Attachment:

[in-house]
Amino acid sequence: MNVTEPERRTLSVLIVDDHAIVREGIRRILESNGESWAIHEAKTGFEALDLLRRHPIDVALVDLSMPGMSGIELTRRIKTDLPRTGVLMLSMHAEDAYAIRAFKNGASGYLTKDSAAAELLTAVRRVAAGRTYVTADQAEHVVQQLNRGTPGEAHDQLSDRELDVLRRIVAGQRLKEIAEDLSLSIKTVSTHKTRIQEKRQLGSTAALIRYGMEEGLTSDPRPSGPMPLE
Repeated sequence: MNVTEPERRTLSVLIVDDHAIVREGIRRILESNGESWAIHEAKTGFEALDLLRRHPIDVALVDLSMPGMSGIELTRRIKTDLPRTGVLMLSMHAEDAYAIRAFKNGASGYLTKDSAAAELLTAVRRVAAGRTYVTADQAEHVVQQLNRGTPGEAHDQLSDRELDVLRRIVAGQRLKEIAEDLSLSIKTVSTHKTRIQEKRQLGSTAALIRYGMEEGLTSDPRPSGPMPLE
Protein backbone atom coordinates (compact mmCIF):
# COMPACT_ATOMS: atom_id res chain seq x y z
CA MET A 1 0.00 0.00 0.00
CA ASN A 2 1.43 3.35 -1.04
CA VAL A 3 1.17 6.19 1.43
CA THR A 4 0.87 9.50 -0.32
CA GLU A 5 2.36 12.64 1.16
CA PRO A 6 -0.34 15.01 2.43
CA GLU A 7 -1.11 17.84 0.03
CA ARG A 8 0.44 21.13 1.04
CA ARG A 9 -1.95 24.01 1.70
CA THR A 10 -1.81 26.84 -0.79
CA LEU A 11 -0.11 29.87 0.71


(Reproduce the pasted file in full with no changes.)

[in-house]
Amino acid sequence: MNVTEPERRTLSVLIVDDHAIVREGIRRILESNGESWAIHEAKTGFEALDLLRRHPIDVALVDLSMPGMSGIELTRRIKTDLPRTGVLMLSMHAEDAYAIRAFKNGASGYLTKDSAAAELLTAVRRVAAGRTYVTADQAEHVVQQLNRGTPGEAHDQLSDRELDVLRRIVAGQRLKEIAEDLSLSIKTVSTHKTRIQEKRQLGSTAALIRYGMEEGLTSDPRPSGPMPLE
Repeated sequence: MNVTEPERRTLSVLIVDDHAIVREGIRRILESNGESWAIHEAKTGFEALDLLRRHPIDVALVDLSMPGMSGIELTRRIKTDLPRTGVLMLSMHAEDAYAIRAFKNGASGYLTKDSAAAELLTAVRRVAAGRTYVTADQAEHVVQQLNRGTPGEAHDQLSDRELDVLRRIVAGQRLKEIAEDLSLSIKTVSTHKTRIQEKRQLGSTAALIRYGMEEGLTSDPRPSGPMPLE
Protein backbone atom coordinates (compact mmCIF):
# COMPACT_ATOMS: atom_id res chain seq x y z
CA MET A 1 0.00 0.00 0.00
CA ASN A 2 1.43 3.35 -1.04
CA VAL A 3 1.17 6.19 1.43
CA THR A 4 0.87 9.50 -0.32
CA GLU A 5 2.36 12.64 1.16
CA PRO A 6 -0.34 15.01 2.43
CA GLU A 7 -1.11 17.84 0.03
CA ARG A 8 0.44 21.13 1.04
CA ARG A 9 -1.95 24.01 1.70
CA THR A 10 -1.81 26.84 -0.79
CA LEU A 11 -0.11 29.87 0.71